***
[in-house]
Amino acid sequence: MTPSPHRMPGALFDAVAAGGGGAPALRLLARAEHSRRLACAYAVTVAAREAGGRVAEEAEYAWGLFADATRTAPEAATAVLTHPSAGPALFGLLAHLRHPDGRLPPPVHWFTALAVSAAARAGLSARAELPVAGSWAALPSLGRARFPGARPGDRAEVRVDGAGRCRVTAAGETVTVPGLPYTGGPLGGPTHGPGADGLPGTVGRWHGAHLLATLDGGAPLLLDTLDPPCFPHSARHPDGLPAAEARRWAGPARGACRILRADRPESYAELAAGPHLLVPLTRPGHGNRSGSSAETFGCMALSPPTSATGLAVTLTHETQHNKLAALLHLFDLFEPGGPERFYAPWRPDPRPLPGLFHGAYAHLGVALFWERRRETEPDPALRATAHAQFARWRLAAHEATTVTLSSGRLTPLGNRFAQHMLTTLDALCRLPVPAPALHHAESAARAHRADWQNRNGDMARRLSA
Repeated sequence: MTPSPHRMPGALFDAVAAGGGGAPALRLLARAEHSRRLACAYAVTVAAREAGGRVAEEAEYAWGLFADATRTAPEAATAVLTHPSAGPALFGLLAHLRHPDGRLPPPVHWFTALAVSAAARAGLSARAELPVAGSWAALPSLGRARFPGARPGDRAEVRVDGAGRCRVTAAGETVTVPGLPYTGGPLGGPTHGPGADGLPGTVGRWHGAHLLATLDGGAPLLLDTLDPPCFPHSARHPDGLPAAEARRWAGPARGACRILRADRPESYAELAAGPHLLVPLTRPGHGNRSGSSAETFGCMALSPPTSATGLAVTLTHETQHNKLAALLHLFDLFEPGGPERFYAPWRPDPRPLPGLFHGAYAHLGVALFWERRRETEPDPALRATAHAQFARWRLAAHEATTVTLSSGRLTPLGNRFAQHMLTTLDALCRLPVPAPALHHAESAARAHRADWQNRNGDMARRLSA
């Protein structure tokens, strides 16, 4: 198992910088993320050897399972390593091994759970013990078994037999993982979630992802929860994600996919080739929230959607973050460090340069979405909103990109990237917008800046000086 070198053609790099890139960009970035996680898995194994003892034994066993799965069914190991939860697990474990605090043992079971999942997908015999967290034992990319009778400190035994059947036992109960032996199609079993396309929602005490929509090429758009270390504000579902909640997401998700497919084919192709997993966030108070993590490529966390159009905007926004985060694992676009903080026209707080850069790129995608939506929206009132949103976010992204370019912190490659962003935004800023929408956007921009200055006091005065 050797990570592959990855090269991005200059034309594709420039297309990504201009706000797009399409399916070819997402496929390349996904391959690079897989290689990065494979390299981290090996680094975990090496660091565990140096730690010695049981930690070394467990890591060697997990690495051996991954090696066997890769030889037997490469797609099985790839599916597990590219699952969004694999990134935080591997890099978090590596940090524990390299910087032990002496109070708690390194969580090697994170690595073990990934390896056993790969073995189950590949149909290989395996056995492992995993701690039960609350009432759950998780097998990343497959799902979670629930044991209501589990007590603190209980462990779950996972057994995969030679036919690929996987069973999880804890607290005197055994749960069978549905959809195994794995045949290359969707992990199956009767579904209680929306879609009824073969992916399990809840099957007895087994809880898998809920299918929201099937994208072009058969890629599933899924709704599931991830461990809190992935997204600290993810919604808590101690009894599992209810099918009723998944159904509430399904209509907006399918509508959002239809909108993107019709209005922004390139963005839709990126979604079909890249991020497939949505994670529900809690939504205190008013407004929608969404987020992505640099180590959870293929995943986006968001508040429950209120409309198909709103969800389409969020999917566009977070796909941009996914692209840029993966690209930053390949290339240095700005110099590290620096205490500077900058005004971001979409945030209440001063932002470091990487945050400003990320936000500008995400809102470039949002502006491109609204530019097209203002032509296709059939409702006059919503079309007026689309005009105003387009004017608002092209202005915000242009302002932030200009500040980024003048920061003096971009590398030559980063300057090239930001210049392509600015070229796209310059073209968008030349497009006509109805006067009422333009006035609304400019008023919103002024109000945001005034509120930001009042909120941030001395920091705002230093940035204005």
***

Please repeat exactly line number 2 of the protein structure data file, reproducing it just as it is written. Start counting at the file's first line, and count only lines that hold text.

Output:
Amino acid sequence: MTPSPHRMPGALFDAVAAGGGGAPALRLLARAEHSRRLACAYAVTVAAREAGGRVAEEAEYAWGLFADATRTAPEAATAVLTHPSAGPALFGLLAHLRHPDGRLPPPVHWFTALAVSAAARAGLSARAELPVAGSWAALPSLGRARFPGARPGDRAEVRVDGAGRCRVTAAGETVTVPGLPYTGGPLGGPTHGPGADGLPGTVGRWHGAHLLATLDGGAPLLLDTLDPPCFPHSARHPDGLPAAEARRWAGPARGACRILRADRPESYAELAAGPHLLVPLTRPGHGNRSGSSAETFGCMALSPPTSATGLAVTLTHETQHNKLAALLHLFDLFEPGGPERFYAPWRPDPRPLPGLFHGAYAHLGVALFWERRRETEPDPALRATAHAQFARWRLAAHEATTVTLSSGRLTPLGNRFAQHMLTTLDALCRLPVPAPALHHAESAARAHRADWQNRNGDMARRLSA